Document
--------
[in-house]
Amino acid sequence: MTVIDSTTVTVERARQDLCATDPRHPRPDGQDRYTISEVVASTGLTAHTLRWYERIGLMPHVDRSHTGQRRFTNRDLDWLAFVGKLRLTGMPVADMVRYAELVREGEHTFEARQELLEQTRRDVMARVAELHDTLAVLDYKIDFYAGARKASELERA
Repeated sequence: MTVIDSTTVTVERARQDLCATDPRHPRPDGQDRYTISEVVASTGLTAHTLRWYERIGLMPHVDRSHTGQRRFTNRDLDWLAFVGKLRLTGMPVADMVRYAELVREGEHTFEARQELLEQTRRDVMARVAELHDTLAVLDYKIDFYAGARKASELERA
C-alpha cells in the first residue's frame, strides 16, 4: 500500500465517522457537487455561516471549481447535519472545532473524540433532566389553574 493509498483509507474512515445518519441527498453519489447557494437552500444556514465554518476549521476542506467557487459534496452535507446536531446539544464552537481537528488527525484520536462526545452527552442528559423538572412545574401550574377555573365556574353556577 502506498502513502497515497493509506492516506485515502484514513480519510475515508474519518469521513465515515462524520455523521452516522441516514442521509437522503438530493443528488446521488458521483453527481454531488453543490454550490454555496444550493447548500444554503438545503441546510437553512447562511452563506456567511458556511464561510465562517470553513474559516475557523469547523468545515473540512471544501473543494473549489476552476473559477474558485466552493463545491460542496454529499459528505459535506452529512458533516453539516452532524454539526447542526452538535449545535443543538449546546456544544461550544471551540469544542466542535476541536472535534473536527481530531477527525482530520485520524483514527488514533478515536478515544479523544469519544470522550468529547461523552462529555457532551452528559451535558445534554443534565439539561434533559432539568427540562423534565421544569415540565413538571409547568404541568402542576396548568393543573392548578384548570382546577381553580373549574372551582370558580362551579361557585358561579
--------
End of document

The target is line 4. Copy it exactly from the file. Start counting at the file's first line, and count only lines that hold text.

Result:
C-alpha cells in the first residue's frame, strides 16, 4: 500500500465517522457537487455561516471549481447535519472545532473524540433532566389553574 493509498483509507474512515445518519441527498453519489447557494437552500444556514465554518476549521476542506467557487459534496452535507446536531446539544464552537481537528488527525484520536462526545452527552442528559423538572412545574401550574377555573365556574353556577 502506498502513502497515497493509506492516506485515502484514513480519510475515508474519518469521513465515515462524520455523521452516522441516514442521509437522503438530493443528488446521488458521483453527481454531488453543490454550490454555496444550493447548500444554503438545503441546510437553512447562511452563506456567511458556511464561510465562517470553513474559516475557523469547523468545515473540512471544501473543494473549489476552476473559477474558485466552493463545491460542496454529499459528505459535506452529512458533516453539516452532524454539526447542526452538535449545535443543538449546546456544544461550544471551540469544542466542535476541536472535534473536527481530531477527525482530520485520524483514527488514533478515536478515544479523544469519544470522550468529547461523552462529555457532551452528559451535558445534554443534565439539561434533559432539568427540562423534565421544569415540565413538571409547568404541568402542576396548568393543573392548578384548570382546577381553580373549574372551582370558580362551579361557585358561579